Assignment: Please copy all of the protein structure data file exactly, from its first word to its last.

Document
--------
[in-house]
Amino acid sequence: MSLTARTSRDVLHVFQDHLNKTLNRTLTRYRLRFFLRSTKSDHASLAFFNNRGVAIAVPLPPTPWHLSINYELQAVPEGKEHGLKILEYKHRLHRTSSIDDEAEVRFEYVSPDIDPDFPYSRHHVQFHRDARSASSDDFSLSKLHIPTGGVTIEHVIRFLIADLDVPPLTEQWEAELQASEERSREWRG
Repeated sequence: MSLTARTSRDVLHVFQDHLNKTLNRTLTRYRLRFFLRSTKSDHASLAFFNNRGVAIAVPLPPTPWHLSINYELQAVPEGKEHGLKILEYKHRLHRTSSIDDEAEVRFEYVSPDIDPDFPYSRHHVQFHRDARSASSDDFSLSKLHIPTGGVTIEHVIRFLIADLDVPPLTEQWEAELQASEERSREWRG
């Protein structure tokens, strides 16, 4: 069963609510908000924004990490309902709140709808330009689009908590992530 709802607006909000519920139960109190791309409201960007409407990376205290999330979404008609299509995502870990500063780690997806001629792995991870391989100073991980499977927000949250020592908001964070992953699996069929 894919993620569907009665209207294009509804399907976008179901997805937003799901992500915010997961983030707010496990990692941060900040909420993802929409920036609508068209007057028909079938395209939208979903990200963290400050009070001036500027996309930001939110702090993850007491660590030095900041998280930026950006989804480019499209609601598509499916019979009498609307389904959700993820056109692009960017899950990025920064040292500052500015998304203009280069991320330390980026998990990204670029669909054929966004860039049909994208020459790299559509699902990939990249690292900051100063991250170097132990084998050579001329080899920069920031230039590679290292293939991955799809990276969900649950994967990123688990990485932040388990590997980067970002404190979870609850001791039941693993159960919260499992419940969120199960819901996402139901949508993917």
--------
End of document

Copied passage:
[in-house]
Amino acid sequence: MSLTARTSRDVLHVFQDHLNKTLNRTLTRYRLRFFLRSTKSDHASLAFFNNRGVAIAVPLPPTPWHLSINYELQAVPEGKEHGLKILEYKHRLHRTSSIDDEAEVRFEYVSPDIDPDFPYSRHHVQFHRDARSASSDDFSLSKLHIPTGGVTIEHVIRFLIADLDVPPLTEQWEAELQASEERSREWRG
Repeated sequence: MSLTARTSRDVLHVFQDHLNKTLNRTLTRYRLRFFLRSTKSDHASLAFFNNRGVAIAVPLPPTPWHLSINYELQAVPEGKEHGLKILEYKHRLHRTSSIDDEAEVRFEYVSPDIDPDFPYSRHHVQFHRDARSASSDDFSLSKLHIPTGGVTIEHVIRFLIADLDVPPLTEQWEAELQASEERSREWRG
């Protein structure tokens, strides 16, 4: 069963609510908000924004990490309902709140709808330009689009908590992530 709802607006909000519920139960109190791309409201960007409407990376205290999330979404008609299509995502870990500063780690997806001629792995991870391989100073991980499977927000949250020592908001964070992953699996069929 894919993620569907009665209207294009509804399907976008179901997805937003799901992500915010997961983030707010496990990692941060900040909420993802929409920036609508068209007057028909079938395209939208979903990200963290400050009070001036500027996309930001939110702090993850007491660590030095900041998280930026950006989804480019499209609601598509499916019979009498609307389904959700993820056109692009960017899950990025920064040292500052500015998304203009280069991320330390980026998990990204670029669909054929966004860039049909994208020459790299559509699902990939990249690292900051100063991250170097132990084998050579001329080899920069920031230039590679290292293939991955799809990276969900649950994967990123688990990485932040388990590997980067970002404190979870609850001791039941693993159960919260499992419940969120199960819901996402139901949508993917």